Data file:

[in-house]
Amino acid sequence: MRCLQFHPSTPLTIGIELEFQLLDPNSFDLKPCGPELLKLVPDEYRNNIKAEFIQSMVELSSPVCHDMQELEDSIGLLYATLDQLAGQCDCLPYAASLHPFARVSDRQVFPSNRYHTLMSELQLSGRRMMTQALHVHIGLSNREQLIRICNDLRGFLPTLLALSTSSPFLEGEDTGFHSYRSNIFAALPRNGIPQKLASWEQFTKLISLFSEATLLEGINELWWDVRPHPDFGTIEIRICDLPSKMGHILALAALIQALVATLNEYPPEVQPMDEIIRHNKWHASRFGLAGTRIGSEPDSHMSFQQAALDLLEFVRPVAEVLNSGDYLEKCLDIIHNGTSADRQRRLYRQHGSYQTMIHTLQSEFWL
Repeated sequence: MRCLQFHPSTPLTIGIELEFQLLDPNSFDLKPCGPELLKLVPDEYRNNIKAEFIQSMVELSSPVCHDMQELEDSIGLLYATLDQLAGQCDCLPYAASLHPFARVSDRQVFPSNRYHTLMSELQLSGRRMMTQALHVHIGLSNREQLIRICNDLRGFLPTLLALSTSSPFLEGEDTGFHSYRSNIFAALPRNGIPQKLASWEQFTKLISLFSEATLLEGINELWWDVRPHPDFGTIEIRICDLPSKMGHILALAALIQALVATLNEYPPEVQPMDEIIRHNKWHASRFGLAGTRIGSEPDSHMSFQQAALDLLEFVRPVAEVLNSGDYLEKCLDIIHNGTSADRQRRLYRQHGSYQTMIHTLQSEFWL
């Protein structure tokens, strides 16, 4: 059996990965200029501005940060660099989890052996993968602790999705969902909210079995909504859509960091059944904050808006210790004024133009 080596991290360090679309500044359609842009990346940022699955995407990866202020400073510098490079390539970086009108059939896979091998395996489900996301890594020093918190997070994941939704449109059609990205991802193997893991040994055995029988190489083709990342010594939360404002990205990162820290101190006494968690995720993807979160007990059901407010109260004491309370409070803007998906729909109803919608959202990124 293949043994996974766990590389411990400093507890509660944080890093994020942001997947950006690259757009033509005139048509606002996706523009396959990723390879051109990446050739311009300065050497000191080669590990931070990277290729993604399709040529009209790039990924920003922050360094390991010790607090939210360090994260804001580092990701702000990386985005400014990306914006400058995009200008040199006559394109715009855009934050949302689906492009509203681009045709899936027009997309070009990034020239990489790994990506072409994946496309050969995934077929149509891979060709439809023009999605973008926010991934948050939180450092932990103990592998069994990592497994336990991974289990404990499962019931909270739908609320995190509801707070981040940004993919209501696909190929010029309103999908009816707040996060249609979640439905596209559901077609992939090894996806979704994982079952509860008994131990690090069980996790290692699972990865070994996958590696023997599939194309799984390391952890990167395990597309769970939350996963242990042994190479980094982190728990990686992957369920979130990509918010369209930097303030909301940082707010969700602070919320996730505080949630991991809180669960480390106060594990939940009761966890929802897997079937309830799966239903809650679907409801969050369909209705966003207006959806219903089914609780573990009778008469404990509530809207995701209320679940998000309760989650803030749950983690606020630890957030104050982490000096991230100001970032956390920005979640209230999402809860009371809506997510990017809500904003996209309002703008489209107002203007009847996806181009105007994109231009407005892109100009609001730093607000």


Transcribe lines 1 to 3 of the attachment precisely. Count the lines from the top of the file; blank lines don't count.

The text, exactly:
[in-house]
Amino acid sequence: MRCLQFHPSTPLTIGIELEFQLLDPNSFDLKPCGPELLKLVPDEYRNNIKAEFIQSMVELSSPVCHDMQELEDSIGLLYATLDQLAGQCDCLPYAASLHPFARVSDRQVFPSNRYHTLMSELQLSGRRMMTQALHVHIGLSNREQLIRICNDLRGFLPTLLALSTSSPFLEGEDTGFHSYRSNIFAALPRNGIPQKLASWEQFTKLISLFSEATLLEGINELWWDVRPHPDFGTIEIRICDLPSKMGHILALAALIQALVATLNEYPPEVQPMDEIIRHNKWHASRFGLAGTRIGSEPDSHMSFQQAALDLLEFVRPVAEVLNSGDYLEKCLDIIHNGTSADRQRRLYRQHGSYQTMIHTLQSEFWL
Repeated sequence: MRCLQFHPSTPLTIGIELEFQLLDPNSFDLKPCGPELLKLVPDEYRNNIKAEFIQSMVELSSPVCHDMQELEDSIGLLYATLDQLAGQCDCLPYAASLHPFARVSDRQVFPSNRYHTLMSELQLSGRRMMTQALHVHIGLSNREQLIRICNDLRGFLPTLLALSTSSPFLEGEDTGFHSYRSNIFAALPRNGIPQKLASWEQFTKLISLFSEATLLEGINELWWDVRPHPDFGTIEIRICDLPSKMGHILALAALIQALVATLNEYPPEVQPMDEIIRHNKWHASRFGLAGTRIGSEPDSHMSFQQAALDLLEFVRPVAEVLNSGDYLEKCLDIIHNGTSADRQRRLYRQHGSYQTMIHTLQSEFWL